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Tuesday, October 11, 2011

Deconstructing Adele's Sanity-Preserving Video for "Someone Like You"

Posted By on Tue, Oct 11, 2011 at 6:00 AM

click to enlarge adele_someone_like_you.jpg

It's humiliating to be imparted a thuddingly obvious life lesson by an individual 14 years your junior. They've circumvented the familiar doctrine that age brings wisdom. In the new video for her massive hit "Someone Like You" (at 7.9 million YouTube views and counting), English soul singer Adele traverses the Pont Alexandre III in Paris. Nearly 20 years ago, I rubbernecked through the French capital on a whirlwind tour of Europe and hurried across this famous bridge on my way to some expensive Paris cliché. Adele demonstrates how to do it correctly; she walks the bridge slowly.

"Someone Like You" is the rare music video that succeeds in enhancing a song's themes. Filming in black and white -- a decision that wonderfully aligns the video's images with the track's stripped-bare piano sound -- director Jake Nava amplifies the sense of empowerment and perseverance and wistfulness, the idea that Adele is shedding her skin and growing a new one. She's not tearing up those old photographs of the man she loved, but instead keeping them in a shoebox tucked away in a closet. The video is primarily one extended shot of Adele walking through an empty Paris cityscape. (Think the opening scene of Vanilla Sky, only starker and with a protagonist who's much easier on the eyes.

"Someone Like You," for all its severe simplicity in both sight and sound, feels like one of those select pieces of pop culture that will be leaned on during my declining years, a song and video that will help bring clarity when faced with moments of hardship, a piece of art that will deliver comforting and much-needed messages. There are things that you can let go of and things that don't let go of you. Adele has sunk her lacquered nails into my skin and tightly closed her fists.

What I find interesting is how folks have managed to escape such a grip. In Dublin, Ireland, for example, employees at the Opus II music store posted a Wayne Campbell-inspired sign that reads "Strictly No Adele." This was in response to customers frequently testing out the store's pianos and keyboards by playing "Someone Like You"'s instantly identifiable melody. "The sign was a bit of a joke," said one shop employee, "but the song can drive you mad."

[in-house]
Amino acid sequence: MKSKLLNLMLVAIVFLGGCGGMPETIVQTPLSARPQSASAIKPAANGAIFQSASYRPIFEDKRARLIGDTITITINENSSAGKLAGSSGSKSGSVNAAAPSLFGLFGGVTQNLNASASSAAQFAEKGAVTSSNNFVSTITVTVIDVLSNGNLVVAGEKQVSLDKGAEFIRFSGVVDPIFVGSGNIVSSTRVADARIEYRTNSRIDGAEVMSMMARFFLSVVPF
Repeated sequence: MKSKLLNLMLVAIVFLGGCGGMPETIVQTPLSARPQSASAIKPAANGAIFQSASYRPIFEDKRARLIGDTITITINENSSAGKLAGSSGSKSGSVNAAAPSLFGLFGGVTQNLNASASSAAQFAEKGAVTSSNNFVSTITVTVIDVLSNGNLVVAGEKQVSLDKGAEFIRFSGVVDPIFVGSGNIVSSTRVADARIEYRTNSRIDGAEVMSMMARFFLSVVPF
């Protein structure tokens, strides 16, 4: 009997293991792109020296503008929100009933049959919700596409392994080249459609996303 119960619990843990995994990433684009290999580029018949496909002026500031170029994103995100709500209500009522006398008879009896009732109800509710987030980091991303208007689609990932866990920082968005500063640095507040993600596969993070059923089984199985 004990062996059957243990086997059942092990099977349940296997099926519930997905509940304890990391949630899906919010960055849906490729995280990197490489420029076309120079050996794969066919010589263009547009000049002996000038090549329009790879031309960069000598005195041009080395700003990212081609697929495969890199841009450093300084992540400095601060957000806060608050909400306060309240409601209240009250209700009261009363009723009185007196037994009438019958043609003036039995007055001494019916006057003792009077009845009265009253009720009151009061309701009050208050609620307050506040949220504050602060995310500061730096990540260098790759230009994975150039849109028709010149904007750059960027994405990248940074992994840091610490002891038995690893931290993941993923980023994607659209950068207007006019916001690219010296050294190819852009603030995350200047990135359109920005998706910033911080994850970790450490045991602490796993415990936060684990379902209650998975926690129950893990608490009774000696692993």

But what about when it drives away the madness? The video for "Someone Like You" possesses a romantic readiness that makes love-at-first-viewing a near certainty. The black-and-white photography lends a beautiful softness to the Parisian landscape. Nava's shooting evokes familiar images associated with the city, images of deep affection and spontaneity and timelessness, celebrated photographs where even the most trivial poses have cosmic meaning, such as Robert Doisneau's "Kiss at City Hall," or the work of Henri Cartier-Bresson.

The video opens with Adele walking slowly along the right bank of the Seine. The wan light and noted absence of humanity suggests that it's dawn. Has Adele been grief walking through Paris' streets all night? (Even though she does look immaculate as ever.) She appears ashamed, her eyes downcast; it takes her a full 74 seconds to make eye contact with the camera. This occurs during the chorus, the song's moment of gut-twisting emotional release. "Don't forget me, I beg," she sings. But it's more than a beg -- it's a desperate plea in the shadow of the gallows.

Nava's camera then moves away from a tight shot of Adele, the director giving the singer space to recompose herself, before executing a 360-degree pan of the Paris scenery. We see: the Pont Alexandre III; the Eiffel Tower in the distance; La France Pacifique, a sculpture that sits at the base of the four 17-meter-high socles positioned at the four corners of the bridge; the glass vault of the Grand Palais; an eerily empty Av. Winston Churchill; and the equestrian statue of Venezuelan revolutionary Simon Bolivar.

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Ryan Foley

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